Sam Bidwell is a Parliamentary Researcher, and Director of the Centre for Commonwealth Affairs.
As the Supreme Court’s unanimous ruling spells doom for the prospect of an asylum offshoring scheme under this Government, many are beginning to ask why the British right has been so incapable of getting anything done.
Suella Braverman is the latest in a long line of so-called darlings of the right who has failed to deliver on her ambitious talk. Like Priti Patel before her, Braverman’s bark has proven to be much worse than her bite: despite pledging to slash immigration, she oversaw year-on-year net migration of more than one million for the first time in history.
For a while, the tousle-headed liberal populism of Boris Johnson filled the gap. Even if he was never a true believer, he was shrewd enough to recognise the right’s utility as a vessel through which he could exercise power.
Unfortunately, he was also lazy, unfocused, and easily led astray. After the departure of his silicon svengali in November 2020, Boris’ commitment to the right’s agenda was patchy at best.
By contrast, nobody would dare doubt the commitment of his successor, who pursued ambitious tax cuts with reckless abandon. Liz Truss’ libertarian experiment also proved politically disastrous, plunging the Party into a rut from which it has never recovered.
It remains to be seen just who will take over the mantle next. The conservative movement’s biggest beasts sit firmly outside the Conservative Party – but the dynamism of Farage, and the operational competence of Cummings, are unlikely to be turned towards its salvation. It took an eye-watering £1.5 million to tempt Nigel into the Australian jungle, but one suspects that it would take rather more to bring him into Sunak’s Conservative Party.
Who does that leave us with? The faith, flag, and family style of Miriam Cates and Danny Kruger is wildly out of step with the vast majority of the British electorate, even if the pair has made valuable contributions to our national debate on childcare. The few remaining Trussites are disorganised and rudderless, struggling to find their feet in the aftermath of Dear Leader’s demise.
Some pin their hopes on Kemi Badenoch, who has quietly but ambitiously pursued an agenda of regulatory reform at the Department for Business and Trade. Yet for all of the initial hype around her, she has yet to sparkle, and lacks the kind of holistic vision needed to lead the Party out of its present quagmire.
As of yet, nobody has been able to combine the individual charisma of Johnson with the discipline and drive needed to affect real change. However, turbulence at the top doesn’t capture the entire picture; the right’s biggest failing has been its organisational and operational incompetence.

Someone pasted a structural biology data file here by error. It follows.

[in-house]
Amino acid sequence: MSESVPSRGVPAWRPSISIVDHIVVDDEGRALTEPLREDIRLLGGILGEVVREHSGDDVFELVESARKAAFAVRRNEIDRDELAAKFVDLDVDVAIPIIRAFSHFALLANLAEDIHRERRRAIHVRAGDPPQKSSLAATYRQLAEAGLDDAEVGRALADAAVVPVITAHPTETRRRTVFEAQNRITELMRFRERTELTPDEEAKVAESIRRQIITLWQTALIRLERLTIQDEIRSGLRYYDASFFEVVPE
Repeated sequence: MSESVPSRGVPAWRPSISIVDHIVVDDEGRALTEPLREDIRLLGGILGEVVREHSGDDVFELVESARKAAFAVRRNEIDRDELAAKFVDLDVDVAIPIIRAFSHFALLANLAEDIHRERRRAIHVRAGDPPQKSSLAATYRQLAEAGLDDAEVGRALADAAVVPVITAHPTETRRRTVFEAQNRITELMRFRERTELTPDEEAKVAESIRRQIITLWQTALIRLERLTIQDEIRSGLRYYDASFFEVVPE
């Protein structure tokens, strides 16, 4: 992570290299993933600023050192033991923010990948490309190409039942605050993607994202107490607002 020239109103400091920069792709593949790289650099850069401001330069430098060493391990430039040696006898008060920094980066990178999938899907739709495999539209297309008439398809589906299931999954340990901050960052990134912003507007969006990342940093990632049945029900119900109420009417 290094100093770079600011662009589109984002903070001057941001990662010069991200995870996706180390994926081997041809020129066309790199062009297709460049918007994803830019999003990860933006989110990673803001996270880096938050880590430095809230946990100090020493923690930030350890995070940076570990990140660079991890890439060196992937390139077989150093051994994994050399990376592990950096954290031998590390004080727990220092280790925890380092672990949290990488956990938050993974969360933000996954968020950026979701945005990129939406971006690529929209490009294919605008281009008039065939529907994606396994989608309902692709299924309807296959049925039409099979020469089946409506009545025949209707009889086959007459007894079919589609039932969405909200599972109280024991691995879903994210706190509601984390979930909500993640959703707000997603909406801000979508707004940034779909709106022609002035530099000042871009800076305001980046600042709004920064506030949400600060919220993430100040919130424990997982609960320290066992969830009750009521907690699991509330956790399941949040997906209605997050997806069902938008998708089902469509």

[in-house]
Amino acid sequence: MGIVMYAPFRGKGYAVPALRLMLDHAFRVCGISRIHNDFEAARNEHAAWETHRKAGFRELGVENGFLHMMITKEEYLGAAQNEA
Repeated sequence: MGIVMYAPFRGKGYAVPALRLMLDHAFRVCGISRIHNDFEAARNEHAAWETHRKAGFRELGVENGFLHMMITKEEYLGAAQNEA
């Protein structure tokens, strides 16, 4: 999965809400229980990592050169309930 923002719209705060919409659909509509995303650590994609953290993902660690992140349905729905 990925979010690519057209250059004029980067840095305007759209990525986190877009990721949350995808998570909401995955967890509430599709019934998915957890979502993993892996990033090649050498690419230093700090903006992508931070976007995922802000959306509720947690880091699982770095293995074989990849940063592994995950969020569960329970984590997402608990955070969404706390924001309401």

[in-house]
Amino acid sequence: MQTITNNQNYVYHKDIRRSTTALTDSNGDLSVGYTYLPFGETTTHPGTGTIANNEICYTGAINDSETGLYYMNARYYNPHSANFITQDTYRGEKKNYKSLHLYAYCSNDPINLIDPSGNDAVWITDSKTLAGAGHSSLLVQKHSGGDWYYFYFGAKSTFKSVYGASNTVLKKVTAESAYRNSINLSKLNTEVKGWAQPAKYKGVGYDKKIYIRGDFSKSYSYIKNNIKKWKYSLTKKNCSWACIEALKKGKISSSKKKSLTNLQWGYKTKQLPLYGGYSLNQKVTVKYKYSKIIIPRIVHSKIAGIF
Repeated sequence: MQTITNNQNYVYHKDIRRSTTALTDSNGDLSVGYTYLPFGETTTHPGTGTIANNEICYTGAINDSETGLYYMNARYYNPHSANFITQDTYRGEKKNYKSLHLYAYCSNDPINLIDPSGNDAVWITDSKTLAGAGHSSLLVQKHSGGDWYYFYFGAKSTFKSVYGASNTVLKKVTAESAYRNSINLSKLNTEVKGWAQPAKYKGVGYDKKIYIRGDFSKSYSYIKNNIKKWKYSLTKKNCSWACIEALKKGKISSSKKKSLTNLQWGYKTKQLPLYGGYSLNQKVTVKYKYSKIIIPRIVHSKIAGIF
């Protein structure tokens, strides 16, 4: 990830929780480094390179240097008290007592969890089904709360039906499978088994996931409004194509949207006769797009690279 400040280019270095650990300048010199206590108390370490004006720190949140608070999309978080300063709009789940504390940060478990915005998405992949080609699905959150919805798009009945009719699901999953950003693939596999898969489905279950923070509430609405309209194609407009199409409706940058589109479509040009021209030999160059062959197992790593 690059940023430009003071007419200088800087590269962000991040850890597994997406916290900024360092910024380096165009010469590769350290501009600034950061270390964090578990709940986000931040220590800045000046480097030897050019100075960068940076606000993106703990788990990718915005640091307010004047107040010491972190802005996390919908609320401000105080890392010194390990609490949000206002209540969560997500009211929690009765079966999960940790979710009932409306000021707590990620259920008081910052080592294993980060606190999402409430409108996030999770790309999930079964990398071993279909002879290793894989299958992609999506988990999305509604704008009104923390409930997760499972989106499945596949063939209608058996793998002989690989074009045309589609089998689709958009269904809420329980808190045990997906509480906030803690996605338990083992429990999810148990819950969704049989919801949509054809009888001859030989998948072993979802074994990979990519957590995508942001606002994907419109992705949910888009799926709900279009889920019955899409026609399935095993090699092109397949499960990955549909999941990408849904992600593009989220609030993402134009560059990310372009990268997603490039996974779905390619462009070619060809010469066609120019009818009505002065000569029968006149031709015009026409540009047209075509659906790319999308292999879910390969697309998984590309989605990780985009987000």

All too often, the Party’s right has chosen to identify problems without offering corresponding solutions. The few solutions that have been offered have tended to be blunt instruments, more likely to inflame tensions than deliver results in such a hostile institutional environment.
The litany of regulators, quangos, and finger-wagging commissions birthed by New Labour was almost deliberately designed to prevent future governments from tacking too far to the right. Without a thorough examination of the Equality Act, the Human Rights Act, and our arcane charities legislation, it’s difficult to see how the ambitions of groups like the New Conservatives can ever be realised.
And yet fundamental institutional reform has taken a back seat to railing against so-called woke ideology and an ill-defined elite. Commentators in the right-wing entertainment industry would do well to spend less time on boomer-baiting conspiracy theories, and more time examining the incentive structures that drive high migration, reflexive regulation, and judicial interference.
The sole exception to this rule in recent history is the Brexiteer Spartans, ably led by Steve Baker. Now rehabilitated by the Party’s mainstream, Baker was once the marshal of a Eurosceptic vanguard which terrorised Parliamentary committees during the Coalition years.
Following the referendum in 2016, he was instrumental in the defeat of Theresa May’s withdrawal agreement; with nerves of steel and a basic understanding of Parliamentary arithmetic, the Wycombe MP was consistently able to give the Hard Eurosceptics influence beyond their numbers.
Yet this is an exception that proves the rule; this kernel of competence would eventually (and imperfectly) sprout into Brexit, the flagship victory of the populist right.
If anything is to be learned from the failure of the Rwanda Scheme, it’s the importance of institutional reform. Hare-brained quick-fixes and ear-catching soundbites are no substitute for the dull business of governance. Without a change of course, the Tory right risks undermining its own valid concerns about sluggish economic growth, the breakdown of public order, and the expansion of the regulatory state.
It will take more than good intentions to bring back voters who supported the Party in 2019 to “Get Brexit Done”. If one thing’s for sure, it’s that the current strategy of getting nothing done doesn’t lead anywhere good.